Army Letters, 1861-1865: Being Extracts from Private Letters to Relatives and Friends from a Soldier in the Field During the Late Civil War, with an Appendix Containing Copies of Some Official Documents, Papers and Addresses of Later Date
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adjutant army artillery batteries battle battle of Olustee beautiful boys bugle bugler Butterfield camp Camp William Penn Camp Wright Captain cavalry Colonel Colored Troops command corps Dear Sister division drill duty Eighth Eighty-third enemy feel field fight fire flag Ford Fortress Monroe friends gone guard guns Hall's Hill hard tack Harrison's Landing headquarters heard hope horse hundred James River killed knapsack last night letter Lieutenant Lieutenant Colonel Little Round Top look Malvern Hill McClellan miles morning moved never Norton o'clock officers orders papers picket Potomac quartermaster railroad rain ready rebels regiment Richmond river road round secesh seems sent shot skirmish sleep soldier soon stopped STRONG VINCENT Sunday tell tent thing Third Brigade thought to-day told waiting Warrenton week woods wounded write Yellow Bluff yesterday York Yorktown
Page 344 - He has sounded forth the trumpet that shall never call retreat; He is sifting out the hearts of men before His judgment seat : Oh ! be swift, my soul, to answer Him ! be jubilant, my feet ! Our God is marching on. In the beauty of the lilies Christ was born across the sea, With a glory in His bosom that transfigures you and me : As He died to make men holy, let us die to make men free, While God is marching on.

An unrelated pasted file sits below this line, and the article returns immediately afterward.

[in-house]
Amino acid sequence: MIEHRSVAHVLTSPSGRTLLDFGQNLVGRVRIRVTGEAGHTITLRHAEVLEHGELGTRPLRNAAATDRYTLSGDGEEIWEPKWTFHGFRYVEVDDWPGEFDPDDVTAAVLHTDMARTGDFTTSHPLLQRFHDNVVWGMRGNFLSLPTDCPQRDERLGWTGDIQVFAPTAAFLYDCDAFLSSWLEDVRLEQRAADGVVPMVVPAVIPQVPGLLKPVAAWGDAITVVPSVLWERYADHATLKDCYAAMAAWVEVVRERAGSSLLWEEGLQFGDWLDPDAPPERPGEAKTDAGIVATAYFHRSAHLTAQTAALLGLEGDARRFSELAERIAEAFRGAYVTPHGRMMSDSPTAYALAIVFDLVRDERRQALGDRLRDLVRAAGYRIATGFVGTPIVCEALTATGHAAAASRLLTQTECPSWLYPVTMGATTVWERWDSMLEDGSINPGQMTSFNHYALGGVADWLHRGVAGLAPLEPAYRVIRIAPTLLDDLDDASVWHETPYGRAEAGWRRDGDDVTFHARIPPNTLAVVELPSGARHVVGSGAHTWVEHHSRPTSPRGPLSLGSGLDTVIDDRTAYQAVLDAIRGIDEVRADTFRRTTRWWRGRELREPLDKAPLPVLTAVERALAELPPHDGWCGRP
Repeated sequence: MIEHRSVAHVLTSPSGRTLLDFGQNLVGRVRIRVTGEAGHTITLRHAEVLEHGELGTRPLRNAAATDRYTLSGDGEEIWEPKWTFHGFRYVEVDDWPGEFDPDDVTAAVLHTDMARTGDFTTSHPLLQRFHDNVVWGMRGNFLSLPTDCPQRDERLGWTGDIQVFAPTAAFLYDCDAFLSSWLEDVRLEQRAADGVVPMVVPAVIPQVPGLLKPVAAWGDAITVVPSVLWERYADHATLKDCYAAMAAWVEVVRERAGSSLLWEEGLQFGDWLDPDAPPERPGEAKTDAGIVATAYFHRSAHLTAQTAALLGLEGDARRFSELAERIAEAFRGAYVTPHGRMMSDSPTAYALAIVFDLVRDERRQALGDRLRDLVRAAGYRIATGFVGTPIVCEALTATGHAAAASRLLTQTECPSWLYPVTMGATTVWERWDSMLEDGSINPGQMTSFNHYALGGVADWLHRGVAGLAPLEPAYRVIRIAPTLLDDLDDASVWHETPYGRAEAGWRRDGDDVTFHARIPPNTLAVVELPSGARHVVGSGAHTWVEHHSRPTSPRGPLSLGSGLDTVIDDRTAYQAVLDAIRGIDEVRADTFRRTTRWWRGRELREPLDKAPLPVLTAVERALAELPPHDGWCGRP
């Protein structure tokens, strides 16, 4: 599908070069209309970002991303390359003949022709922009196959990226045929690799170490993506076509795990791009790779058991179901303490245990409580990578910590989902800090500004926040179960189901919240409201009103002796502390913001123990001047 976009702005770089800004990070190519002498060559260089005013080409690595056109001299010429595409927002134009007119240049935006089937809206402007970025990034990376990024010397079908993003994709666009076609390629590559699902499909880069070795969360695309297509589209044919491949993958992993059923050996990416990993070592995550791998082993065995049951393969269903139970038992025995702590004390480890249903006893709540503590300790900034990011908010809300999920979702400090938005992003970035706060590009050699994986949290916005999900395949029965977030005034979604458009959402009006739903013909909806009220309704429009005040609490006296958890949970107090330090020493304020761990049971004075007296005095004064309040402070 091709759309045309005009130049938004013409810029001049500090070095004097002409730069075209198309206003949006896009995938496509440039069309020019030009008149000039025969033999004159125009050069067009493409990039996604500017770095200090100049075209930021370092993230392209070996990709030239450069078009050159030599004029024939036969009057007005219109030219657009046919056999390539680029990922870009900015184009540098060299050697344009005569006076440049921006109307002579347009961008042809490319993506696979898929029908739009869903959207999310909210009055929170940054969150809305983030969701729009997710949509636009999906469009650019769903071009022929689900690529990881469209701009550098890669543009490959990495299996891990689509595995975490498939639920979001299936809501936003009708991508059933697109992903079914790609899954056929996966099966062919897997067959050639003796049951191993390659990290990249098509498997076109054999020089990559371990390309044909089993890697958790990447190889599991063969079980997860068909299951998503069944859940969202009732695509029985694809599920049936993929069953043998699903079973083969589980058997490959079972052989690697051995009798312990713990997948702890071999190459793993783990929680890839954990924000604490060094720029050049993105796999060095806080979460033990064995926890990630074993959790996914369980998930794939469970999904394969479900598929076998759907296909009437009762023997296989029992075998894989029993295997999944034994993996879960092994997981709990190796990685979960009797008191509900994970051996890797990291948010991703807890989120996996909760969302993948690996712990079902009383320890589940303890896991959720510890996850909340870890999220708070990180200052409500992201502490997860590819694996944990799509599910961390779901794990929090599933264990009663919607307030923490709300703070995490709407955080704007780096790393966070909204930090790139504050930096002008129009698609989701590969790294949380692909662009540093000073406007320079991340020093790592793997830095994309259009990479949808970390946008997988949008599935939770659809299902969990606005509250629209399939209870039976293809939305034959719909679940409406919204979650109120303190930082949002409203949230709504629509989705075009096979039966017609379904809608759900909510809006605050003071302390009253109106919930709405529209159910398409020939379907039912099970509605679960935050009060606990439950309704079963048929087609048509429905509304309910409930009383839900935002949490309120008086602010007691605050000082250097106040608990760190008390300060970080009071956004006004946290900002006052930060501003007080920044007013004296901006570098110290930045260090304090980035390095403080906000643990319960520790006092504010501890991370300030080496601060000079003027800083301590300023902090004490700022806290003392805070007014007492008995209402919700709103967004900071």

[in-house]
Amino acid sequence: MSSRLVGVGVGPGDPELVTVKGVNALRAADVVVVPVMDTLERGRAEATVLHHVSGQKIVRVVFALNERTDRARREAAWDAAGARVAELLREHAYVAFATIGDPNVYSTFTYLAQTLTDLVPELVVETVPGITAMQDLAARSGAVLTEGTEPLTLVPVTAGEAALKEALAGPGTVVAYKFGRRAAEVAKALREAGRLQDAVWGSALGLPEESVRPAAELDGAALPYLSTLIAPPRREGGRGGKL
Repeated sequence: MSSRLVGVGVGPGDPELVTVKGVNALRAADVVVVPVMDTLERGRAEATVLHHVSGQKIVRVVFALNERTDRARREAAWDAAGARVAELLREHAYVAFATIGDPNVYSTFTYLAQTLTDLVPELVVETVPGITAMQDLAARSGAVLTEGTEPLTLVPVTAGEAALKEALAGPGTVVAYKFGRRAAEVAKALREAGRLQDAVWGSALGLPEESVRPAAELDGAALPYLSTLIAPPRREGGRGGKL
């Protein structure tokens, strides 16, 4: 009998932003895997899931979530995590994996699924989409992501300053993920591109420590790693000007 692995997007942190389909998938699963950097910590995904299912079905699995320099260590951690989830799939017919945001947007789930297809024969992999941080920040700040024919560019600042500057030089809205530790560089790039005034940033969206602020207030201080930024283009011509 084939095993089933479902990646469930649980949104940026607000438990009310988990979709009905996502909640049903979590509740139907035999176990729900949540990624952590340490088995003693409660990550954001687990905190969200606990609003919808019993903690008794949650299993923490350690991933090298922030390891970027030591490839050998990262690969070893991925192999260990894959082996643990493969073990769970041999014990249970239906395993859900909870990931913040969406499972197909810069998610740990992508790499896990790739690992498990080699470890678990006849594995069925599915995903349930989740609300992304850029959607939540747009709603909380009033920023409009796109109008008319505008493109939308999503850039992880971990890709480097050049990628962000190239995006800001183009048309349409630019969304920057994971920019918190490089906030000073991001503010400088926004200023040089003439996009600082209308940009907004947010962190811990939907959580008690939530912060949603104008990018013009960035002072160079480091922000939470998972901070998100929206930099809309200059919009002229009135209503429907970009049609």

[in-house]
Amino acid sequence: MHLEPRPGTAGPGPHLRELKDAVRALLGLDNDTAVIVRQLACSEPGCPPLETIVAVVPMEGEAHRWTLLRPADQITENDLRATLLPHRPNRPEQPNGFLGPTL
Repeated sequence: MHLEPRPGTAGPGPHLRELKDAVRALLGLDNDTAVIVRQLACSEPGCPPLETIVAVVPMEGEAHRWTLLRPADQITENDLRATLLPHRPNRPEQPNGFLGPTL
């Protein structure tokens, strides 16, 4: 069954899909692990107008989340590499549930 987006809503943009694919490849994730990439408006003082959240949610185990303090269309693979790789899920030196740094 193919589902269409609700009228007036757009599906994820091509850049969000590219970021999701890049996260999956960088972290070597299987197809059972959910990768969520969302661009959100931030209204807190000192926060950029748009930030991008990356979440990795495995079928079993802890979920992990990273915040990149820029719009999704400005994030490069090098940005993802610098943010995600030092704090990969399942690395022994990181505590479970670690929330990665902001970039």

Page 332 - For the purpose of ready recognition of corps and divisions of the army, and to prevent injustice by reports of straggling and misconduct through mistake as to their organizations, the chief quartermaster will furnish, without delay, the following badges, to be worn by the officers and enlisted men of all the regiments of the various corps mentioned. They will be securely fastened upon the centre of the top of the cap.
Page 196 - While we rally round the flag, boys, Rally once again, Shouting the battle cry of Freedom.
Page 28 - The first thing in the morning is drill, then drill, then drill again. Then drill, drill, a little more drill. Then drill, and lastly drill. Between drills, we drill and sometimes stop to eat a little and have a roll-call.
Page 311 - SHALL SEE THESE PRESENTS, GREETING : Know ye that, reposing special trust and confidence in the patriotism, valor, fidelity, and abilities of John Pope, I have nominated, and by and with the advice and consent of the senate, do appoint him major-general of volunteers in the service of the United States, to rank as such from the 21st day of March, 1862.
Page 128 - In giving freedom to the slave, we assure freedom to the free — honorable alike in what we give and what we preserve. We shall nobly save or meanly lose the last, best hope of earth.
Page 313 - Eight hundred and sixty one to serve three years or during the war, is hereby discharged from the service of the United States...
Page 128 - The dogmas of the quiet past are inadequate to the stormy present. The occasion is piled high with difficulty, and we must rise with the occasion. As our case is new, so we must think anew and act anew.
Page 324 - em up, I can't get 'em up, I can't get 'em up. I tell you. I can't get 'em up, I can't get 'em up, I can't get 'em up at all.